“I want to congratulate them on their steadfastness in this long industrial campaign.

    “We will be negotiating further with the train operators over reforms they want to see. And we will never shy away from vigorously defending our members terms and conditions, now or in the future.

    “This campaign shows that sustained strike action and unity gets results and our members should be proud of the role they have played in securing this deal.”

  • Latoya Harding

    OPEC+ makes preliminary agreement for extra output cut

    Reuters has reporting that the OPEC+ group has reached a preliminary agreement for an additional oil output cut of more than 1 million barrels per day.

    This is allegedly from an OPEC+ source, ahead of the formal meetings due to take place later today. They were previously delayed last week.

    Under the deal, Saudi Arabia would extend its voluntary cut of one million barrels per day, which it has had in place since July, along with additional contributions from other members, Reuters reported.

    Saudi Arabia, Russia and other members of Opec+ pump more than 40pc of the world’s oil, or some 43m barrels per day.

  • Latoya Harding

    UK property transactions plunge 17% in October

    UK property transactions London- Terraced residential houses in Fulham SW6 area of south west London
    UK property transactions London- Terraced residential houses in Fulham SW6 area of south west London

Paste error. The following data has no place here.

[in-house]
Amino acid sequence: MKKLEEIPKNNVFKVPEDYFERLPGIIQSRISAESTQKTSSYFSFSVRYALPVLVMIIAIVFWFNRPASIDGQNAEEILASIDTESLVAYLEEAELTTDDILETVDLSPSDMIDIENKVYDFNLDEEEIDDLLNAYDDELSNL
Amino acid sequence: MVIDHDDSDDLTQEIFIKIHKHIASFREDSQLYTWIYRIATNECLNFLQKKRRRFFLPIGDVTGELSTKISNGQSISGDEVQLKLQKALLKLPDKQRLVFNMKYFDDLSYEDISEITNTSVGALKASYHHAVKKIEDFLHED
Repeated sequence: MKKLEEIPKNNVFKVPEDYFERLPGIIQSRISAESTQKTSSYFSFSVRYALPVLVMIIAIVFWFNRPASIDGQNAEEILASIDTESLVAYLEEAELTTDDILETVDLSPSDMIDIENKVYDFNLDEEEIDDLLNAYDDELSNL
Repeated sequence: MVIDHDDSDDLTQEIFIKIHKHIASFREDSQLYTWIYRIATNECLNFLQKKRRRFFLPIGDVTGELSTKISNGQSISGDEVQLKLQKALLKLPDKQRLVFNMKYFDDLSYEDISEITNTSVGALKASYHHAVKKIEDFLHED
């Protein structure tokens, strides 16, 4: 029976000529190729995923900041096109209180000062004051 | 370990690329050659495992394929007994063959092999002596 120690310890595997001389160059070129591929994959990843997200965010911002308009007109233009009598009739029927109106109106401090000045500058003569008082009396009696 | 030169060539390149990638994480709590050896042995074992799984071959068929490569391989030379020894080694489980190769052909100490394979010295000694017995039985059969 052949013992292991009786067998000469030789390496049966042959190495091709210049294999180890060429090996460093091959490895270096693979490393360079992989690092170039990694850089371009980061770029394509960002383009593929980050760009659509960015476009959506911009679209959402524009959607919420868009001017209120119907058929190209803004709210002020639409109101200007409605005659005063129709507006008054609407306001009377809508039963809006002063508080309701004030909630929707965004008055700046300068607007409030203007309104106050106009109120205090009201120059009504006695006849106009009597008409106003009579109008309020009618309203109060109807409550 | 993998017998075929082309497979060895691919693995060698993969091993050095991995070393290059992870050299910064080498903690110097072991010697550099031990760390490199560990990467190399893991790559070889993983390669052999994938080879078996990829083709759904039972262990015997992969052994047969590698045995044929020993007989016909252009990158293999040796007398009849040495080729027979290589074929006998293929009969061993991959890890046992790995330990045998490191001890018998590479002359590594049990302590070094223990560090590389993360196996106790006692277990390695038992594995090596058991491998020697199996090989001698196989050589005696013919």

UK property transactions fell 17% in October as high interest rates are making it harder to climb the property ladder.

    There were 90,920 UK residential transactions in October, which is 2% lower than in September and 17% lower than October 2022, according to the latest figures from HM Revenue & Customs (HMRC).

    Looking at the same data on a seasonally adjusted basis, HMRC said that transactions there were 82,910 transactions in October 2023 which is 21% lower than October 2022 and 3% lower than September 2023.

    Anna Clare Harper, CEO of sustainable investment adviser GreenResi, said the fall in housing transaction is not surprising.

    Firstly, we are still coming down from a bubble caused by COVID and stamp duty reductions, which created double-digit house price growth for much of the past three years,” she said.

    Secondly, the higher base rate is designed to cool demand and therefore pricing in the economy, and it is working to plan.

    Sentiment is subdued across the property market. However, for investors it’s a time of opportunity since rental demand has never been stronger, and it is a good time to negotiate on purchase price."

Watch: How does inflation affect interest rates?